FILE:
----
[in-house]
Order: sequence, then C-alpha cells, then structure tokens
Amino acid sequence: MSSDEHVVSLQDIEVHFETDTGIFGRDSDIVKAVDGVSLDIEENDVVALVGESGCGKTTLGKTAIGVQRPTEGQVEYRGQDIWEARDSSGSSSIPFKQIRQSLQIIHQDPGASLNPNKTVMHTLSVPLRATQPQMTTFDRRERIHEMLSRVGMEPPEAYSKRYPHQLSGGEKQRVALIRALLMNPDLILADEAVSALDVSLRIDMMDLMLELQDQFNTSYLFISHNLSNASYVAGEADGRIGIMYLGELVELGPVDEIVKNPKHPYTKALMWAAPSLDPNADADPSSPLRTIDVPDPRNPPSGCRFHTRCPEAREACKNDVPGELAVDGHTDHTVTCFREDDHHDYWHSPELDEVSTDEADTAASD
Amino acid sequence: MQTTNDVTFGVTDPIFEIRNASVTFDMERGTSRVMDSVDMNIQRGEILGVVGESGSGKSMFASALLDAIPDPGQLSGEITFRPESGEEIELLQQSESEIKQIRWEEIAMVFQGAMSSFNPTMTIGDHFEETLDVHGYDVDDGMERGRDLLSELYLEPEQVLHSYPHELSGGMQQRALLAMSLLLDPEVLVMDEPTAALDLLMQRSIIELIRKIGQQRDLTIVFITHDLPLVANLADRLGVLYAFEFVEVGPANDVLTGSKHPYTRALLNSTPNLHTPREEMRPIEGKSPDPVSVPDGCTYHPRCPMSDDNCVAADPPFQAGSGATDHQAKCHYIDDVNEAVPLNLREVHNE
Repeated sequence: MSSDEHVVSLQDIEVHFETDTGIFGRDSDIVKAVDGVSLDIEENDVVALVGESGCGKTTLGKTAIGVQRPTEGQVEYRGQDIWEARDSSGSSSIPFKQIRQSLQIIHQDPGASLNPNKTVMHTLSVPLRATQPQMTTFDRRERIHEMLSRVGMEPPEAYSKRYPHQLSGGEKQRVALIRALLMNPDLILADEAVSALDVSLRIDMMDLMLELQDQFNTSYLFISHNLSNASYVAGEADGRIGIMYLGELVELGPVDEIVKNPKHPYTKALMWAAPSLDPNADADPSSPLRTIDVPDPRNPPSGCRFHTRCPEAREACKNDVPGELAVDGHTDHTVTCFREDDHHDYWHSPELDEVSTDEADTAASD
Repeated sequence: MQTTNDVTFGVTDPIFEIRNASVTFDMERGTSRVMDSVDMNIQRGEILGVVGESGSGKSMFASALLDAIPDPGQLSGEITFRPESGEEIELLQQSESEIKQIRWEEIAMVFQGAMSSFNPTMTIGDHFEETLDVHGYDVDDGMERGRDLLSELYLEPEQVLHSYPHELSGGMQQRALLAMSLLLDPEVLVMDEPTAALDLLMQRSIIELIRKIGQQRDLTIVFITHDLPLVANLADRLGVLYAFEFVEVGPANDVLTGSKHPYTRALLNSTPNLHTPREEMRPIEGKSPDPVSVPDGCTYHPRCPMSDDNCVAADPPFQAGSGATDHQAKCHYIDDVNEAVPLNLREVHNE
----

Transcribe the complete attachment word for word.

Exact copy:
[in-house]
Order: sequence, then C-alpha cells, then structure tokens
Amino acid sequence: MSSDEHVVSLQDIEVHFETDTGIFGRDSDIVKAVDGVSLDIEENDVVALVGESGCGKTTLGKTAIGVQRPTEGQVEYRGQDIWEARDSSGSSSIPFKQIRQSLQIIHQDPGASLNPNKTVMHTLSVPLRATQPQMTTFDRRERIHEMLSRVGMEPPEAYSKRYPHQLSGGEKQRVALIRALLMNPDLILADEAVSALDVSLRIDMMDLMLELQDQFNTSYLFISHNLSNASYVAGEADGRIGIMYLGELVELGPVDEIVKNPKHPYTKALMWAAPSLDPNADADPSSPLRTIDVPDPRNPPSGCRFHTRCPEAREACKNDVPGELAVDGHTDHTVTCFREDDHHDYWHSPELDEVSTDEADTAASD
Amino acid sequence: MQTTNDVTFGVTDPIFEIRNASVTFDMERGTSRVMDSVDMNIQRGEILGVVGESGSGKSMFASALLDAIPDPGQLSGEITFRPESGEEIELLQQSESEIKQIRWEEIAMVFQGAMSSFNPTMTIGDHFEETLDVHGYDVDDGMERGRDLLSELYLEPEQVLHSYPHELSGGMQQRALLAMSLLLDPEVLVMDEPTAALDLLMQRSIIELIRKIGQQRDLTIVFITHDLPLVANLADRLGVLYAFEFVEVGPANDVLTGSKHPYTRALLNSTPNLHTPREEMRPIEGKSPDPVSVPDGCTYHPRCPMSDDNCVAADPPFQAGSGATDHQAKCHYIDDVNEAVPLNLREVHNE
Repeated sequence: MSSDEHVVSLQDIEVHFETDTGIFGRDSDIVKAVDGVSLDIEENDVVALVGESGCGKTTLGKTAIGVQRPTEGQVEYRGQDIWEARDSSGSSSIPFKQIRQSLQIIHQDPGASLNPNKTVMHTLSVPLRATQPQMTTFDRRERIHEMLSRVGMEPPEAYSKRYPHQLSGGEKQRVALIRALLMNPDLILADEAVSALDVSLRIDMMDLMLELQDQFNTSYLFISHNLSNASYVAGEADGRIGIMYLGELVELGPVDEIVKNPKHPYTKALMWAAPSLDPNADADPSSPLRTIDVPDPRNPPSGCRFHTRCPEAREACKNDVPGELAVDGHTDHTVTCFREDDHHDYWHSPELDEVSTDEADTAASD
Repeated sequence: MQTTNDVTFGVTDPIFEIRNASVTFDMERGTSRVMDSVDMNIQRGEILGVVGESGSGKSMFASALLDAIPDPGQLSGEITFRPESGEEIELLQQSESEIKQIRWEEIAMVFQGAMSSFNPTMTIGDHFEETLDVHGYDVDDGMERGRDLLSELYLEPEQVLHSYPHELSGGMQQRALLAMSLLLDPEVLVMDEPTAALDLLMQRSIIELIRKIGQQRDLTIVFITHDLPLVANLADRLGVLYAFEFVEVGPANDVLTGSKHPYTRALLNSTPNLHTPREEMRPIEGKSPDPVSVPDGCTYHPRCPMSDDNCVAADPPFQAGSGATDHQAKCHYIDDVNEAVPLNLREVHNE